Ashley Minter Gains Gift of Tenacity in Ten-Year Journey to Bachelor’s Degree

'Mercer Made Me Feel Like I Could'


West Windsor, N.J. – As a young woman, Mercer County Community College (MCCC) alumna Ashley Minter ’12, of Trenton, has already overcome more obstacles to success than some people face in a lifetime.

While her resume reads like a straight line, Minter’s back story is far more complicated. At various points since graduating from Ewing High School in 2009, she has wrestled with depression, family crises, homelessness, financial hardships, and uncertainty about her academic and career path.

Minter observes that her own reliance on critical support services at numerous junctures has shaped her desire to help others. She currently works as a mental health counselor at Capital Health Systems, interns at Mercer Street Friends, and is pursuing her master’s degree in Social Work at Fordham University. Her goal is to be a licensed clinical social worker.

Minter says that her years at Mercer from 2009 to 2012 were her first indication that success was possible and that she didn't have to go it alone. "Mercer provided more than an education. I had professors and advisors who encouraged and pushed me and contributed to my next steps. They did everything possible to convince me that I was more than what I perceived myself to be. They were my family.”

Minter became a student leader, serving as president of the Student Activities Board (SAB) at the James Kerney Campus (JKC) in Trenton and mentoring fellow students. “I’m still in touch with many people,” she said, adding that the SAB carried out meaningful community service projects, including planning student events and feeding the homeless.

Minter recalls valued mentors like JKC Provost Monica Weaver, Assistant Dean Barbara Jefferson and counselor Terrence Carter. “I was able to prove myself at Mercer. The staff emphasized that we needed to show up for Mercer and for ourselves. Mercer made me feel like I could.”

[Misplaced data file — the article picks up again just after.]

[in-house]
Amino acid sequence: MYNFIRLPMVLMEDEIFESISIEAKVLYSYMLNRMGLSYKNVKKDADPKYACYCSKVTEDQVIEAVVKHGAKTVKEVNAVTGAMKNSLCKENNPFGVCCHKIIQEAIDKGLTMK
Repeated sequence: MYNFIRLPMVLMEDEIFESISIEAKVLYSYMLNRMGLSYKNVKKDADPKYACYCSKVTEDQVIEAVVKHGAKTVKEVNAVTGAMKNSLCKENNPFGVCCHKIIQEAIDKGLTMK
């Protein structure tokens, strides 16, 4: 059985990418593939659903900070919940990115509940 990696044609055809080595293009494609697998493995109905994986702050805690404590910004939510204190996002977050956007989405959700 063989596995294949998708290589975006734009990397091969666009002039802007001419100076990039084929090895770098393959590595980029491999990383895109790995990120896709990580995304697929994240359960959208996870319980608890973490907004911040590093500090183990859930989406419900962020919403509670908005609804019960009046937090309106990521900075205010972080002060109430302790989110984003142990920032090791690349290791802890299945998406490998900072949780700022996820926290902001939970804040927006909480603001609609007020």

Minter transferred to Rider University in 2013, where she pursued her bachelor’s degree part-time through Rider’s Continuing Studies program. She worked full-time throughout her years at Rider, mainly in the mental health field, earning her B.A. in Psychology in May 2019.

Just as Minter found staff and faculty at Mercer who were looking out for her and nurturing her success, she found her footing at Rider, thanks to the TRIO Student Support Services program, which provided her with academic and personal guidance.

“When I started at Rider, I was an average student, but I was determined. As my college career went on, I became less and less average,” she maintained.

Minter says her financial challenges were always top of mind. “One thing that nobody tells you about being in school for so long is that eventually you exhaust your eligibility for loans and grants. During my last two semesters, scholarships were my only hope.”

Minter was awarded the Charlotte Newcombe Foundation Scholarship, along with funding from a private donor, which enabled her to reach the finish line. In her final semester, Minter was named to Rider’s Dean’s List and earned a TRIO award for “persistence, motivation and efforts in pursuing your academic goals.”

Recalling the TRIO awards ceremony, Minter says she decided to attend the event to support the younger students in the audience. “When they gave me this award, I was reduced to tears."

Also in attendance that day was Maureen Hoyler, President of the National Council for Opportunity and Education in Washington, D.C. Moved by Minter’s tears, Hoyler invited her to speak at the council’s conference on Indicators of Higher Education Equity at the National Press Club the following month. Minter says it was an honor she cherishes to this day.

As she contemplates her future as a social worker, Minter says she plans to put her hard-won life skills to good use. “I have gained the gift of tenacity, mastered the art of perseverance, and earned the life experience to achieve my goals. I will be able to meet each client where they are in life.”

Minter encourages other students who may be struggling to stay strong and stay the course. “Don’t let life swallow your dreams and aspirations,” she advised. “In the words of Dr. Martin Luther King, Jr., ‘If you can't fly, then run. If you can't run, then walk. If you can't walk, then crawl, but whatever you do, you have to keep moving forward.’” 


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Ashley Minter '12 earned her bachelor's degree from Rider University in 2019. She is now pursuing her master's in Social Work at Fordham.



Minter is pictured with Maureen Hoyler, President of the National Council for Opportunity and Education in Washington, D.C. Minter was a guest speaker for the organization's conference in 2019.



Ashley Minter and other MCCC student leaders are pictured with Dr. Cornel West, second from left, who spoke at the MCCC Conference Center in 2011. Also pictured are Paul Parham, far left, and Alex Henry.